Is the Bear Market Back? Data Says Yes

Research contradicts the consensus opinion that ETFs, the Bitcoin halving, and Fed policy have been driving the asset’s price action.

By: Pedro Solimano Loading...

Bitcoin symbols with fluctuating arrows in neon colors

In 2024, the consensus in crypto is that Bitcoin’s price has been influenced mostly by the emergence of Bitcoin ETFs, the protocol’s halving, and the Fed’s monetary policy, but data shows otherwise.

According to research by André Dragosch, head of research at ETC Group, more than 80% of the asset’s price action can be explained by changes in global growth expectations over the past six months.

Bitcoin Macro Correlation
Bitcoin Macro Correlation

Another key observation Dragosch made is that global crypto hedge funds have reduced their BTC exposure to the lowest level since October 2020. This “significant reduction in net long exposure,” he said, coincides with an acceleration in net outflows from global crypto Exchange Traded Products (ETPs).

For instance, CoinShares reported that outflows from institutions in the past week reached a whopping $600 million. That does come after five consecutive weeks of net purchases by large entities, however.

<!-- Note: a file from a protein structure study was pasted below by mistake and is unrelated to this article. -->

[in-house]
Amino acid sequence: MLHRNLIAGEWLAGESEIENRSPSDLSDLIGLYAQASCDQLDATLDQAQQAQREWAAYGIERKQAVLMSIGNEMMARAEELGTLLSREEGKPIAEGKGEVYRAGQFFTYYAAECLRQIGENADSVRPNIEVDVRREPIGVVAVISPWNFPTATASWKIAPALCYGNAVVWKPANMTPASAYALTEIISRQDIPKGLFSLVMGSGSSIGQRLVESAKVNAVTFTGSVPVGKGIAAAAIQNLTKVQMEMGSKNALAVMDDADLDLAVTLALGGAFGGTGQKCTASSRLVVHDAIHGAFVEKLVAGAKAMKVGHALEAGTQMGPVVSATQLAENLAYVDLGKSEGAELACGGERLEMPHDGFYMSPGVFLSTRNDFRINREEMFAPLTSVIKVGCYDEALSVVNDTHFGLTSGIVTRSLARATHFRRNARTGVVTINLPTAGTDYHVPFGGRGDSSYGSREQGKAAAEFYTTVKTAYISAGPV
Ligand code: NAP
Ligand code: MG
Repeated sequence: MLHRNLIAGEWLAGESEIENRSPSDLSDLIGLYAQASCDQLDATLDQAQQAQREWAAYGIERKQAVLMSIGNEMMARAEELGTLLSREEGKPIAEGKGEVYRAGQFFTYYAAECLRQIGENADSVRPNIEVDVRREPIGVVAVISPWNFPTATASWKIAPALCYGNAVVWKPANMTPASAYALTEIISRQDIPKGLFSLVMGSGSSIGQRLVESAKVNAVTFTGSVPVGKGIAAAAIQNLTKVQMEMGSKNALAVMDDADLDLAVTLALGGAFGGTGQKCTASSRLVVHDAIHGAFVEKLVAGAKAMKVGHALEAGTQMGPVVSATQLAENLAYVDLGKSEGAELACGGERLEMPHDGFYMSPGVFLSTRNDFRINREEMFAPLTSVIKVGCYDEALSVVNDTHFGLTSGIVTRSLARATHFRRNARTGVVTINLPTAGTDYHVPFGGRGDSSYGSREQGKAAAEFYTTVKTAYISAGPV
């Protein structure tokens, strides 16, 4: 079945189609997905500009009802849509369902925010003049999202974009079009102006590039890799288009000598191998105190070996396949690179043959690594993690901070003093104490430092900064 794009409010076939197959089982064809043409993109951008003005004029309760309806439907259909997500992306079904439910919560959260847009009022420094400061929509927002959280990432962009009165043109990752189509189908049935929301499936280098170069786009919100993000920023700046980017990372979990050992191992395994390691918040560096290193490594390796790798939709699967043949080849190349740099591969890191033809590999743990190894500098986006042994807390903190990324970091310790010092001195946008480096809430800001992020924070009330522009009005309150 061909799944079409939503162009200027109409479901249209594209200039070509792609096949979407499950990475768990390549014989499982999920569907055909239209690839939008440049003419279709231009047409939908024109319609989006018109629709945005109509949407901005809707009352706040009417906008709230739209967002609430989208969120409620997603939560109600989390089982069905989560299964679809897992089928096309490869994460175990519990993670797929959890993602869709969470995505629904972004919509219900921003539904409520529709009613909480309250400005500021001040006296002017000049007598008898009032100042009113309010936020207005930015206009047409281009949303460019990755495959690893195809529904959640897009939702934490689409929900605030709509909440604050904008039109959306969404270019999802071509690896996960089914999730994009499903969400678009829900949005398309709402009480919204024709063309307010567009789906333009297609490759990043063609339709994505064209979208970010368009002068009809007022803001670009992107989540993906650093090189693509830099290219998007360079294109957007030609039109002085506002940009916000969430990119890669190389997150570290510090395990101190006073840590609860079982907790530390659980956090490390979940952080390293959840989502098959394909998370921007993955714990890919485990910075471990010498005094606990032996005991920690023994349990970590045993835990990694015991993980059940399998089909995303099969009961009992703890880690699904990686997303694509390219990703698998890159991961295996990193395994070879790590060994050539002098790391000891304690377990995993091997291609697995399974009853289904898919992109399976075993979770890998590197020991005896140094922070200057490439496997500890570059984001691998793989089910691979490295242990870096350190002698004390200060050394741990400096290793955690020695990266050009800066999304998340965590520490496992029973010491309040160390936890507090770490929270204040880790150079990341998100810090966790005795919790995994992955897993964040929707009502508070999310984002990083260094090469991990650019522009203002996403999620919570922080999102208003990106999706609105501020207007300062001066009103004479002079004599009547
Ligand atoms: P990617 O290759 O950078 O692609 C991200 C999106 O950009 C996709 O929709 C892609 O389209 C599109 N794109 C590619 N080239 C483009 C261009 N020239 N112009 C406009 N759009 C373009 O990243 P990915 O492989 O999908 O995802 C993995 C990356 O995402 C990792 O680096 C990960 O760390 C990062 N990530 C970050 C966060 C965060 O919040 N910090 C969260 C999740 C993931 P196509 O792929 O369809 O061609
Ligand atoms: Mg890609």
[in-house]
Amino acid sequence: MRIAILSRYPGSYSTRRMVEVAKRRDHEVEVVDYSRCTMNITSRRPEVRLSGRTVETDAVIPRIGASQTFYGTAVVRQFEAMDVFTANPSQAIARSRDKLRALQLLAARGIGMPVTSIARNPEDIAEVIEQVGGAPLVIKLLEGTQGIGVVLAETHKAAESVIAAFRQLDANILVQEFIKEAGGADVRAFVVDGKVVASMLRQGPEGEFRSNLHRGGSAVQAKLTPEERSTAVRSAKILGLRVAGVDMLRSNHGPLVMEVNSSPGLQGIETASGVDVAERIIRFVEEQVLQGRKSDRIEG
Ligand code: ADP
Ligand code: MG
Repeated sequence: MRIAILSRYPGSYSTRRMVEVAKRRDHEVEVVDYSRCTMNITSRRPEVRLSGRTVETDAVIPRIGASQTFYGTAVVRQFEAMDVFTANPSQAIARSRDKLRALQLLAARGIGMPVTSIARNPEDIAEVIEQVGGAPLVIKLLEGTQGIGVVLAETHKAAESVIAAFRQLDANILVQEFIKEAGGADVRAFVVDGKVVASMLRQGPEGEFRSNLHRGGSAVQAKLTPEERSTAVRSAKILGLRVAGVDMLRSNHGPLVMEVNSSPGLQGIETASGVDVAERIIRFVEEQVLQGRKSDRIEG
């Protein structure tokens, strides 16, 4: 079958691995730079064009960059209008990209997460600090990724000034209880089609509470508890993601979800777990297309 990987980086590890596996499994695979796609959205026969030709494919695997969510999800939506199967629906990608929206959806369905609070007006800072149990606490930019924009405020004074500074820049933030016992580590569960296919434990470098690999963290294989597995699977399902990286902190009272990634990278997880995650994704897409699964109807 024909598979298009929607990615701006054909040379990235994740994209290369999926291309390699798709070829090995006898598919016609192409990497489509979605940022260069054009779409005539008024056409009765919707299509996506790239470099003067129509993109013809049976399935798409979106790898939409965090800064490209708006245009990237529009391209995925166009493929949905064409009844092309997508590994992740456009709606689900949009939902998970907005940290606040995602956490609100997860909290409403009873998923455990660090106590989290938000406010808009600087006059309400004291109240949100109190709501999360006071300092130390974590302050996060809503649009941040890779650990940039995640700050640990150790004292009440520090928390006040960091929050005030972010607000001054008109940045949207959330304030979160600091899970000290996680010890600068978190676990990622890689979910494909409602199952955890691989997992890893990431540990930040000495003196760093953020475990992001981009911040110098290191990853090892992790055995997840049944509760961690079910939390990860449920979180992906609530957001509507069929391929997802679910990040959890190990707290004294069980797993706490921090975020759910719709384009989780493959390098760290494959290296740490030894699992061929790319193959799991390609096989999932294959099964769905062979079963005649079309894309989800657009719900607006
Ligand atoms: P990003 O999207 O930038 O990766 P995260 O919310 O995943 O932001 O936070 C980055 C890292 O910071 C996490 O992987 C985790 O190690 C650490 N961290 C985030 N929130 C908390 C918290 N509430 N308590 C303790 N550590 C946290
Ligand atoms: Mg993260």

What’s the bottom line? “Because of increasing macro risks, and U.S. recession risks in particular, Bitcoin and cryptocurrencies might be facing further downside in the short term,” Dragosch told The Defiant.

Macro Outlook Looks Grim

According to Dragosch, the macroeconomic environment doesn’t look compelling.

He explained that, in general, U.S. economic data have continued to underwhelm market expectations, and the market is now catching up with what he calls “this worse reality in macro data.” Dragosch added that the Bloomberg “surprise index,” which measures whether market participants are more optimistic or pessimistic about the real economy than indicated by data is at its lowest point since 2019.

In other words, pessimism is at its highest level in five years.

Bloomberg Economic Surprise Index chart